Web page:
Husseini writes for the Jordan Times, the country's only English-language daily. Her reporting on "crimes of honor" has brought to light the practice of a woman being murdered by her own relatives when it's thought the woman brought dishonor upon them. In one instance a 16 year-old schoolgirl was killed by her older brother because her younger brother raped her. Police and prosecutors have taken little notice of "honor killing" but that attitude has begun to shift because of Husseini's efforts.
Journalist George Lardner, Jr. is an investigative reporter for The Washington Post. In 1993 he had to investigate the murder of his own daughter, who was stalked and killed by an ex-boyfriend. Lardner won a Pulitzer Prize for his story which showed how the system had failed to protect his daughter, Kristin. His new book is The Stalking of Kristin: A Father Investigates the Murder of his Daughter. (Atlantic Monthly Press). (Interview by Marty Moss-Coane)
Law Professor Catherine MacKinnon. She's well known for her feminist take on legal issues, and she's just written a new book called "Only Words." (Harvard University Press) She argues that as long as sexual harassment, pornography and hate speech are protected by the First Amendment, equality will only be a word, not a reality. MacKinnon pioneered the legal claim for sexual harassment as a form of sex discrimination. She now teaches at the University of Michigan Law School.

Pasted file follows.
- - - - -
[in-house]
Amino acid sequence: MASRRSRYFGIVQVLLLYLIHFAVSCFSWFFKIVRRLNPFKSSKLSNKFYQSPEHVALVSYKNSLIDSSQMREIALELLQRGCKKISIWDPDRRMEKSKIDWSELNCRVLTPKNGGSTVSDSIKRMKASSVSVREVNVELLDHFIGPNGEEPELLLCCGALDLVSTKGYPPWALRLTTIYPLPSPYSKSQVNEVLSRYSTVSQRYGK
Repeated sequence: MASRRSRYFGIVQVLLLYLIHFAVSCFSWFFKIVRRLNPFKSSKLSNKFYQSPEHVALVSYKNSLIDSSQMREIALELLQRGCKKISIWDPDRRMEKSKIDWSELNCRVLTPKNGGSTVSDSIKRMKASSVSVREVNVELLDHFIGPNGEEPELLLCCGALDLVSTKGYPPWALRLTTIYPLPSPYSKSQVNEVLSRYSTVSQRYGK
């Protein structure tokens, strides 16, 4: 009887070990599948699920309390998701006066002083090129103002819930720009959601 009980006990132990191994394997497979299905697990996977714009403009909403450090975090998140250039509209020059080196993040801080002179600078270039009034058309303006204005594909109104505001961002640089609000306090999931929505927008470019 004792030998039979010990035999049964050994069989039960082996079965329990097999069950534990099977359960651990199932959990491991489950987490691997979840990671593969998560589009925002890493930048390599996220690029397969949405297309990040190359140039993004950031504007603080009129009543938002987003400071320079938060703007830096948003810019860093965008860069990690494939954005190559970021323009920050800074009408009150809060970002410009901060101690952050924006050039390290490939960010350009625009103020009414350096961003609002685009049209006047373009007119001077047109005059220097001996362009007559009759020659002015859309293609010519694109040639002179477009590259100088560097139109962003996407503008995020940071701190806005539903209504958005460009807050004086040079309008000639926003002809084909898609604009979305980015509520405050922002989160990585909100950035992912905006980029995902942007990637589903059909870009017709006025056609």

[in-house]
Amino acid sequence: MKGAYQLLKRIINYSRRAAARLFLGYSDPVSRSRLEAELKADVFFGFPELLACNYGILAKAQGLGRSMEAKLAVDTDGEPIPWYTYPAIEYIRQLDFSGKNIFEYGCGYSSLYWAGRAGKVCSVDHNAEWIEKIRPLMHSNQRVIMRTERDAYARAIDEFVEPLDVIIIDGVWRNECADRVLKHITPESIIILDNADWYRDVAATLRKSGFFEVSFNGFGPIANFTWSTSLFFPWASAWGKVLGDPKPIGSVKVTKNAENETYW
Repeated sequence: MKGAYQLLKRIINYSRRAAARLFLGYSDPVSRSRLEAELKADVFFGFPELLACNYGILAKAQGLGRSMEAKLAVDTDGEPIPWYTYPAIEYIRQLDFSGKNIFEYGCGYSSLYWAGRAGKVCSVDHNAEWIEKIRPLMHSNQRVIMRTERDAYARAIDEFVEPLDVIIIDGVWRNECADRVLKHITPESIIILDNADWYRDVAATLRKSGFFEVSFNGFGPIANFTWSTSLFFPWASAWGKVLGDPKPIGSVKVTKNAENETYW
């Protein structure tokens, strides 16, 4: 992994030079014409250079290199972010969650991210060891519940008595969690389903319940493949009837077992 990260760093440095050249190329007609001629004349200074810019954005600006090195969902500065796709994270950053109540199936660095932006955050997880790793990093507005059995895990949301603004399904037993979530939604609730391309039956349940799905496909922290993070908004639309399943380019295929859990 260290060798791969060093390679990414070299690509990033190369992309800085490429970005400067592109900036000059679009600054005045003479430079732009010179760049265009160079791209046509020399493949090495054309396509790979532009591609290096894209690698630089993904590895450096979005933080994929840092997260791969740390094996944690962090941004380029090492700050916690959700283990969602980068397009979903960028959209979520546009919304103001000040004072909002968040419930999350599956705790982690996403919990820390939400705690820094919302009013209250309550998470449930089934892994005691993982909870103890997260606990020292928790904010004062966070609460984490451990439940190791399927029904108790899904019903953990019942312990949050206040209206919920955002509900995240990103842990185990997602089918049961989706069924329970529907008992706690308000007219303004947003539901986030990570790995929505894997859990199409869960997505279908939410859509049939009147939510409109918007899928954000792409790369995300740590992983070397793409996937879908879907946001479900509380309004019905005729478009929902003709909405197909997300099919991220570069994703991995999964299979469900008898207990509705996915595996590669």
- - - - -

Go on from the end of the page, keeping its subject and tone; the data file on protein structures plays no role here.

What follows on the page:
The young novelist has been vilified for his new novel, which contains many graphic scenes of violence against women, including ape, murder, mutilation, and cannibalism. The book was dropped by its original publisher, and has divided readers and critics alike.
Tammy Bruce of the Los Angeles chapter of the National Organization for Women. That group opposes Ellis's book, and claims it's scenes of violence against women are pure exploitation, devoid of social commentary. NOW has set up a hotline explaining their objections to the book, featuring an excerpt from the novel.
Actress Linda Lovelace discusses her terrifying history of sexual abuse, assault and exploitation--often at the hands of her ex-husband Chuck Traynor--which led to her to star in pornographic films like the iconic Deep Throat. Her new memoir is called Ordeal.
Deirdre English is an investigative journalist for Mother Jones magazine. She discusses her problems with the film Apocalypse Now, violence against women, pornography and the cultural impact of feminism.